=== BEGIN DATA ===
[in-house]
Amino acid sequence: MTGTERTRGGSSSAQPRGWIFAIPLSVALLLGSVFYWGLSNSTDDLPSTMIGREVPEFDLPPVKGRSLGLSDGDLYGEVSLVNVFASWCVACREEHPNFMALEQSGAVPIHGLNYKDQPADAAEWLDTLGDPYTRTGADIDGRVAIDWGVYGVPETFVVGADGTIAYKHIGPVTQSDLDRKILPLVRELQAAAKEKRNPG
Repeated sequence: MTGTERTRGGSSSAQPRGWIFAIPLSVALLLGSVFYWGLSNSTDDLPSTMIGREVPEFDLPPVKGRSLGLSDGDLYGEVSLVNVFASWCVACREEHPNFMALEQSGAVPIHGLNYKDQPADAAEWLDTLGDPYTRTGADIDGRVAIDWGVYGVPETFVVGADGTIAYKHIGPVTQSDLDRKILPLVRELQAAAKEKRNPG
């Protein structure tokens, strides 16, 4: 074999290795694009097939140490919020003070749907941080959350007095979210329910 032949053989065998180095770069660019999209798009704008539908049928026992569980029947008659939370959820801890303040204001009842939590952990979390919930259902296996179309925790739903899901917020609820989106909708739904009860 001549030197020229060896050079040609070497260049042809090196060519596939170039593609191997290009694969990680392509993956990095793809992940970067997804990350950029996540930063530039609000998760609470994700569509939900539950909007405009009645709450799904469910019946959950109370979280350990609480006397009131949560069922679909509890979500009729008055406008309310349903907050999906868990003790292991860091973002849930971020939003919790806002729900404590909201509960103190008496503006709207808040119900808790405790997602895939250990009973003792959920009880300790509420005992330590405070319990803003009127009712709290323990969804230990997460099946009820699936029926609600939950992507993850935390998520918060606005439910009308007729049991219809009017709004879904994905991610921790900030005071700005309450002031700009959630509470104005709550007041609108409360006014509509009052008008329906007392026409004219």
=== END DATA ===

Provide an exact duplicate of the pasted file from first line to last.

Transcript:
[in-house]
Amino acid sequence: MTGTERTRGGSSSAQPRGWIFAIPLSVALLLGSVFYWGLSNSTDDLPSTMIGREVPEFDLPPVKGRSLGLSDGDLYGEVSLVNVFASWCVACREEHPNFMALEQSGAVPIHGLNYKDQPADAAEWLDTLGDPYTRTGADIDGRVAIDWGVYGVPETFVVGADGTIAYKHIGPVTQSDLDRKILPLVRELQAAAKEKRNPG
Repeated sequence: MTGTERTRGGSSSAQPRGWIFAIPLSVALLLGSVFYWGLSNSTDDLPSTMIGREVPEFDLPPVKGRSLGLSDGDLYGEVSLVNVFASWCVACREEHPNFMALEQSGAVPIHGLNYKDQPADAAEWLDTLGDPYTRTGADIDGRVAIDWGVYGVPETFVVGADGTIAYKHIGPVTQSDLDRKILPLVRELQAAAKEKRNPG
């Protein structure tokens, strides 16, 4: 074999290795694009097939140490919020003070749907941080959350007095979210329910 032949053989065998180095770069660019999209798009704008539908049928026992569980029947008659939370959820801890303040204001009842939590952990979390919930259902296996179309925790739903899901917020609820989106909708739904009860 001549030197020229060896050079040609070497260049042809090196060519596939170039593609191997290009694969990680392509993956990095793809992940970067997804990350950029996540930063530039609000998760609470994700569509939900539950909007405009009645709450799904469910019946959950109370979280350990609480006397009131949560069922679909509890979500009729008055406008309310349903907050999906868990003790292991860091973002849930971020939003919790806002729900404590909201509960103190008496503006709207808040119900808790405790997602895939250990009973003792959920009880300790509420005992330590405070319990803003009127009712709290323990969804230990997460099946009820699936029926609600939950992507993850935390998520918060606005439910009308007729049991219809009017709004879904994905991610921790900030005071700005309450002031700009959630509470104005709550007041609108409360006014509509009052008008329906007392026409004219």